The story of Anton Kutter (by his son Adrian)
The story of Anton Kutter (by his son Adrian)
As an astronomer with some renown (even in the USA) Anton Kutter developed telescopes during most of his lifetime; in Europe he also helped build a lot of popular observatories and planetariums like that in Laupheim (which was eagerly supported by him). Many of his publications about telescope manufacturing reached a large worldwide audience.
His main telescope design (which he himself called “Schiefspiegler” but which is known in parts of Europe and the US as a “Kutter telescope”) was groundbreaking then and is still being made by ATM’s in Europe and the USA.
On the roof of the “Sternenpalast” film theatre sits an observatory with a rotating dome that was transported from München to Biberach on Anton Kutter’s request. In that still functional but aged personal observatory, the main telescope is a Schiefspiegler telescope of 300mm diameter and 7500mm focal length. With a specially designed construction Anton Kutter was able to use photographic plates to make photos of the planets and the Moon, his favourite target.
Anton Kutter was born in Biberach and der Riss in 1903 and graduated as an engineer in 1925, and developed two careers in parallel: that of film director and scriptwriter on the one hand, and astronomer on the other.
Anton Kutter went to primary and secondary school in Biberach; after finishing secondary school in 1922 he went in to study in Stuttgart were he graduated as a master of science in mechanical engineering in 1925. During these studies he also attended courses in astronomy, and after his studies he firstly became assistant in the popular observatory of Stuttgart from 1923 to 1925.He already had developed a passion for astronomy and optics much earlier: at the age of 12 he had already manufactured his own set of binoculars from parts scavenged left and right, and aged 10 he had made his own photo camera and had since turned into an avid photographer.
In 1926 he started working as a camera man, script writer and film director first in Köln (1926), then Paris (1927), then back in Biberach (1928-1931), and finally from 1931 to 1945 in the film studios of München-Geselgasteig (Emelka/Bavaria).
From 1932 to 1934 he was asked to script and direct the first Swiss sound films “The Golden Glacier” (1932) and “White Majesty” (1934), both Swiss-German co-productions. During the filming of “White Majesty” he could not help railing against the new German regime led by the Nazi Party, and he was snitched on by one of his actors, Carl de Vogt, who told the Minister for Propaganda Joseph Goebbels. That earned him a blanket ban from working in the film industry in 1934, which was later converted to a “mere” interdiction to direct and script feature films. From 1936 to 1945 Anton Kutter was thus forced to work only on scientific, technical, cultural and documentary films.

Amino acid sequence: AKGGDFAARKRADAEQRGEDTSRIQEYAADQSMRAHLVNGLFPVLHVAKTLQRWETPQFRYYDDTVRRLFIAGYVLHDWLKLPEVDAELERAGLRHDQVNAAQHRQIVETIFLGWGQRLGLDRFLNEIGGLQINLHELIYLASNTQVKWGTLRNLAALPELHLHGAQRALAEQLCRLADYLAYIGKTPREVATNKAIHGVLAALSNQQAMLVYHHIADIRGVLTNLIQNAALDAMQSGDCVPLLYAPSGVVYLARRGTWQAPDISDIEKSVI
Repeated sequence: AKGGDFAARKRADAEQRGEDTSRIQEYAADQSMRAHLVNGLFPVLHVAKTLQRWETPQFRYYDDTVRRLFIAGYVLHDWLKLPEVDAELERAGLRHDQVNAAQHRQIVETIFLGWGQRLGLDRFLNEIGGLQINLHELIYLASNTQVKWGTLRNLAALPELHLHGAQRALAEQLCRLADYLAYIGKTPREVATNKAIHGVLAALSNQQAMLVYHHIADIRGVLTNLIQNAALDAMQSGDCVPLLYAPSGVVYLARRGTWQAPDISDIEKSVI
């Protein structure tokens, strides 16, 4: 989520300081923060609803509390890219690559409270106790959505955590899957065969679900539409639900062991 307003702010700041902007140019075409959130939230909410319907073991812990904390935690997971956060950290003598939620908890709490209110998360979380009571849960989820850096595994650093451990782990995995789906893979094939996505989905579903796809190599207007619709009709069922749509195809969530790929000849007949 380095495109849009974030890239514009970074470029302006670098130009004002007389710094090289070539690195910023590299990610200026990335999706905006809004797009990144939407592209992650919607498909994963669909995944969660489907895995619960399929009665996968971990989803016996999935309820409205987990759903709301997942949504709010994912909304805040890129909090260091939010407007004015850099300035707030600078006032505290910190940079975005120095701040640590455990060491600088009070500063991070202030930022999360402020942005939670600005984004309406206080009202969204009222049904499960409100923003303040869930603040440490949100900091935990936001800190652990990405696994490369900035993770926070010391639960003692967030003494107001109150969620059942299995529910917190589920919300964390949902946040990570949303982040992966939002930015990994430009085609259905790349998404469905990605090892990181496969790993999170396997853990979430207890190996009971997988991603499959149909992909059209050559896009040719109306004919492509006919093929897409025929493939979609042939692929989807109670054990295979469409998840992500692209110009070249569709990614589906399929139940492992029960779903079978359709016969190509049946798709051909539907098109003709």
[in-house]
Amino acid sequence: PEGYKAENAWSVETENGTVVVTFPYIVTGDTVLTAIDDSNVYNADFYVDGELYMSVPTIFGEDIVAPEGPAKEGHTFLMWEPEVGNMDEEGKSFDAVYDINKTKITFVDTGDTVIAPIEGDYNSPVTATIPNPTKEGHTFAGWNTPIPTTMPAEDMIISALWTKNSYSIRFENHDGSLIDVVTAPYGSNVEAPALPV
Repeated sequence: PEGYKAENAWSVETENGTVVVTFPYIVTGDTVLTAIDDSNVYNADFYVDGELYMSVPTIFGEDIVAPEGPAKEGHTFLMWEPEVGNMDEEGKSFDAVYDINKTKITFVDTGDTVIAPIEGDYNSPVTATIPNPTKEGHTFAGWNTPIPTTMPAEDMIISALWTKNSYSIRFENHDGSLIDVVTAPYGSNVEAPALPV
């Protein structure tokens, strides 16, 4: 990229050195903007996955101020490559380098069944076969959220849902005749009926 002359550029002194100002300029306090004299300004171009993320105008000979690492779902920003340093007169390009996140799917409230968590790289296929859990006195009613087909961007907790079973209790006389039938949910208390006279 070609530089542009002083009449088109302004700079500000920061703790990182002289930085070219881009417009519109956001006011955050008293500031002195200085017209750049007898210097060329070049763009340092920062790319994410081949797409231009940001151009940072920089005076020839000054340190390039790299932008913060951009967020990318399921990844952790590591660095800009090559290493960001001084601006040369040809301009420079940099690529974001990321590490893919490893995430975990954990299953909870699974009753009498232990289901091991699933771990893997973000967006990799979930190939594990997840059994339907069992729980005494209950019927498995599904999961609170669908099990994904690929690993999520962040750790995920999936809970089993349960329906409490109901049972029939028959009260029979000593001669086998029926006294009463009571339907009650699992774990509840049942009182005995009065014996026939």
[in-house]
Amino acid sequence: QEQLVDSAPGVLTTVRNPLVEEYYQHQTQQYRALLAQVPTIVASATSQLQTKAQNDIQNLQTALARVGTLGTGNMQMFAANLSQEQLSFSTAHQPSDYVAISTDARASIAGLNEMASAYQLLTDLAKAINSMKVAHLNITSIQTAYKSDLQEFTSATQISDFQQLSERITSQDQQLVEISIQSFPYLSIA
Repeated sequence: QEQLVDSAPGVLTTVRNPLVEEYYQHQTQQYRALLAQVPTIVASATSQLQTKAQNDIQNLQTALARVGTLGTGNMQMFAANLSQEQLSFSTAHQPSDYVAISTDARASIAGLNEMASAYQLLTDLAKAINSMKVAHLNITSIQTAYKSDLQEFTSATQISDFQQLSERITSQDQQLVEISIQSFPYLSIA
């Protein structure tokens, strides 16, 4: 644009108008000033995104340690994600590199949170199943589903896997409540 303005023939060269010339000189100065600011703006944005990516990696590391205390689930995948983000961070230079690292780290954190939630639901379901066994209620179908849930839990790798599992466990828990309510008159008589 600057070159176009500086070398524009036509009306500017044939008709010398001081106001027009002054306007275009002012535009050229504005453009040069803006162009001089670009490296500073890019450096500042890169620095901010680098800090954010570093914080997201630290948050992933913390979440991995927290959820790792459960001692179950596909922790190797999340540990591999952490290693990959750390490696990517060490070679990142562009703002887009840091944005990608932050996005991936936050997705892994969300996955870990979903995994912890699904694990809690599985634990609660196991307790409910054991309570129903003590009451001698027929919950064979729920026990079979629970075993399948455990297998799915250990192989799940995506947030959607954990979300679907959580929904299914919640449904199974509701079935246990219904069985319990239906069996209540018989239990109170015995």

He became famous with the first serious German attempt at making a science fiction film, “Weltraumschiff Einz Startet” (Space Ship One Launches”). Once the film was finished, Joseph Goebbels first ordered it to be destroyed: the film ended with a long epilogue about rocket technology, complete with images of rocket launches from Peenemünde; obviously, once the Germans began the development of their rocket weapons such information was considered top secret. Anton Kutter barely managed to salvage his film after making a new application and shortening the film, removing the scenes with secret information. The shortened film launched in 1940 and was a success.
At the end of 1943 Anton Kutter’s house burned to the ground after an Allied bombing raid. His family returned to live with his father in law Gottlob Freidrich Erpff, the owner of Biberach’s film theatre. He stayed in München with his friend and astronomy professor Anton Stauss, in the district of Pullach; they had earlier built an observatory there together in 1936.
After the destruction of the film studios in München-Geiselgasteig in 1945, Anton Kutter returned to Biberach, and formally took over the management of the film theater in 1948. Also in 1948, three years after the end of the War, Anton Kutter started to produce films again, and directed six feature films until 1955, four of them German-Austrian co-productions. In 1955 Anton Kutter expanded the Biberach film complex with a second large theatre, which he called “Urania”, and a had the Pullach observatory moved into a dome on top of the theatre.In 1972 he passed on the management of the cinema complex to his son Adrian and devoted himself entirely to astronomy.
Anton Kutter died in 1985 in his native town of Biberach. He was married to Else Kutter, born Erpff (1907-1980) and had three children, Claus (born in 1937), Adrian (born in 1943) and Floriane (born in 1944), to whom he dedicated a telescope mount design (the Flori mount).